Washington, D.C. — Senate Democratic Leader Harry Reid delivered the following statement today as the Senate prepares to take up the Budget Resolution.
Remarks as prepared:
Mr. President, earlier this week, I met with a group of Ministers from a host of Protestant denominations. They were very concerned about the budget, and shared with me a story from the Gospel of Luke about a rich man and the poor man who lived at his gates named Lazarus. In life, the rich man lived a grand life and paid no attention to the poor man, refusing to come to his aid. But in death, it was Lazarus who went to Heaven and the rich men who suffered in Hell.
Their purpose in telling me the story was to point out the immorality of turning a blind eye to economic injustice. And they wanted to make a larger point about the Bush 2006 Budget, which, as they put it, has “much for the rich man and Little for Lazarus.”
And when you examine the Bush budget through a moral lens, as these ministers have done, you can clearly see the injustice and the lack of values in it.
The President is proposing that we make deep cuts in many programs that are important for working Americans and for those in real need. And why? To pay for large tax breaks for the very wealthy and to provide a variety of giveaways to special interests.
Through his budget, the President is ignoring the lessons of the rich man who learned too late that we must reach out and help the Lazaruses in our lives.
For example, the President’s budget cuts health care for our most vulnerable citizens. The budget would cut Medicaid, which ensures that more than 50 million children, pregnant women, the elderly, and people with disabilities have access to the medical services they need. At the same time, the budget maintains a large slush fund for HMO’s. Is that right?
The President’s budget also calls for cutting education. More than 48 education programs would be affected, with cuts exceeding $1 billion. So our kids will suffer. At the same time, the budget calls for opening up a precious wilderness area in Alaska for the oil and gas industry. Is that right?
The budget cuts benefits for veterans. Yes, the men and women who have served our nation with such bravery and courage – the people who have put their lives on the line on behalf of their nation – they’re going to have to pay more for their health care. At the same time, the Administration wants to protect drug industry profits by denying Medicare the right to bargain for lower prices. Is that right?
The budget cuts the COPS program. That’s the program that helps communities hire police officers, to keep their streets safe. So our men and women in uniform, and the neighborhoods they serve, will suffer. At the same time, the budget does little to close the many special interest loopholes that are allowing big corporations to avoid paying taxes. Is that right?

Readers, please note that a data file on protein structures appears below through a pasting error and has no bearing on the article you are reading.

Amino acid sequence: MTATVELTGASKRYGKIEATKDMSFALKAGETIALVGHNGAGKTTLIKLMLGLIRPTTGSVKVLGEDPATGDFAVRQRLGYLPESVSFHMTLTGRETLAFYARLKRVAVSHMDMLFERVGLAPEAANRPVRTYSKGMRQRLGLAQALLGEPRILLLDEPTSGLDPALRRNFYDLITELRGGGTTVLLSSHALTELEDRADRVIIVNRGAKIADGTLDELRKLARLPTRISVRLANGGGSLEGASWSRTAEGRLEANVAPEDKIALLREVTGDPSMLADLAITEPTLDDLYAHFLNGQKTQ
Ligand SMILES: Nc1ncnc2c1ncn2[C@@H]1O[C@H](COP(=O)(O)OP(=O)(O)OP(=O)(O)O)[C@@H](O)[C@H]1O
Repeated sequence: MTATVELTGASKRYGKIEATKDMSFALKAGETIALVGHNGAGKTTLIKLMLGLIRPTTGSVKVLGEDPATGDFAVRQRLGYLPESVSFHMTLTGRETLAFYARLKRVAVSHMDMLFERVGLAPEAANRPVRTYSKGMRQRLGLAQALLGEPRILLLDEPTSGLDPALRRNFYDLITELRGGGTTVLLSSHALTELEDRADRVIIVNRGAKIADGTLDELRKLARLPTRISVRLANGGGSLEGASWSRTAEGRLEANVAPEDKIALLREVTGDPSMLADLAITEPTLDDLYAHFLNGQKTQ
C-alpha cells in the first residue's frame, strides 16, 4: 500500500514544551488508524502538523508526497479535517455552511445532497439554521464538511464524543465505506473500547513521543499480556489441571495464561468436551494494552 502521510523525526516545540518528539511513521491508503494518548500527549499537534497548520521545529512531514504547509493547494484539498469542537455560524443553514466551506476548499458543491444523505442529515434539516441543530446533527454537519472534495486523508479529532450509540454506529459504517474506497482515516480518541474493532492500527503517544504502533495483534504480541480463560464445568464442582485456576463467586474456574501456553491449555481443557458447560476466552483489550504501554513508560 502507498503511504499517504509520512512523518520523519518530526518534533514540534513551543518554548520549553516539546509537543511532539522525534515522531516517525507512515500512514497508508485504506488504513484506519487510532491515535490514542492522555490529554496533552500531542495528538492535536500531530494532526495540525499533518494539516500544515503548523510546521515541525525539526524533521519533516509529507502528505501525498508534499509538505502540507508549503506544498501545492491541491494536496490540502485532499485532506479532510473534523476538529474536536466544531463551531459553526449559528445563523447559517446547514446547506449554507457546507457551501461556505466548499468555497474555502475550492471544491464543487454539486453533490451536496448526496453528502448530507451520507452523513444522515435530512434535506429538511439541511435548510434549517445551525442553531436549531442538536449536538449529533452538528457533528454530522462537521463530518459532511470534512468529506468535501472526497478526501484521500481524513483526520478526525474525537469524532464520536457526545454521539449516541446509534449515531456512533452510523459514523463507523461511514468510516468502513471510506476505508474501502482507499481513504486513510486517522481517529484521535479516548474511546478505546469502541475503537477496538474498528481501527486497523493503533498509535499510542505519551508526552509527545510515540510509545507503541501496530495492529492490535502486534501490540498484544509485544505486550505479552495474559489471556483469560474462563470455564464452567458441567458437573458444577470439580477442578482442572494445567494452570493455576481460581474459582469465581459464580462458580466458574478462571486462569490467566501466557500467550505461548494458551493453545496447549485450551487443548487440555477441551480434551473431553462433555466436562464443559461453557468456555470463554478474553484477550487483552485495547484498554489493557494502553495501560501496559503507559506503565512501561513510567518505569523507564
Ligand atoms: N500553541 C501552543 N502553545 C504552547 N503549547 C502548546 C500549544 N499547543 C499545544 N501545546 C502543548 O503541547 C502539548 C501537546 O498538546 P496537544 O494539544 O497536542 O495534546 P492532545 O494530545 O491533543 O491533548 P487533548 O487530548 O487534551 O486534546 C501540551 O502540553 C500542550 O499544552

The budget underfunds environmental protection. At the same time, it lets big polluters off the hook from paying the cost of cleanups. Is that right?
The budget fails to adequately fund the national family planning program, which provides critical health care services to low income women and helps reduce the number of unintended pregnancies. At the same time, it continues to support so-called health savings accounts, tax breaks that help the well-off but are out of reach for those of modest means. Is that right?
Mr. President, America is a country that values everyone — the worker just as much as the CEO. And most Americans would agree that it’s not right to cut health care for kids and the elderly, cut education, cut veterans benefits, and cut law enforcement -while handing out a wide variety of giveaways to special interests and the powerful. That’s not just bad policy. It’s wrong.
Mr. President, if it were up to Democrats, we would craft a budget based on our nation’s values: security, opportunity and responsibility.
To promote security, we would ensure adequate funding of our police, firefighters and first responders.
To promote opportunity, we would make our schools safer and stronger, and ensure that every American has access to affordable health care.
To promote responsibility, we would restore fiscal discipline and end the era of deficits and debt.
Unfortunately, the budget resolution approved yesterday by the Budget Committee is inconsistent with these values. Instead, with a few changes on the margins, it’s based largely on the President’s deeply flawed budget.
I think we can do better. And next week, as we take up the budget resolution, Senate Democrats will work to make it better. Our goal is to turn this budget into a moral document of which we can all be proud. A document that truly reflects our nation’s priorities and the values of the American people.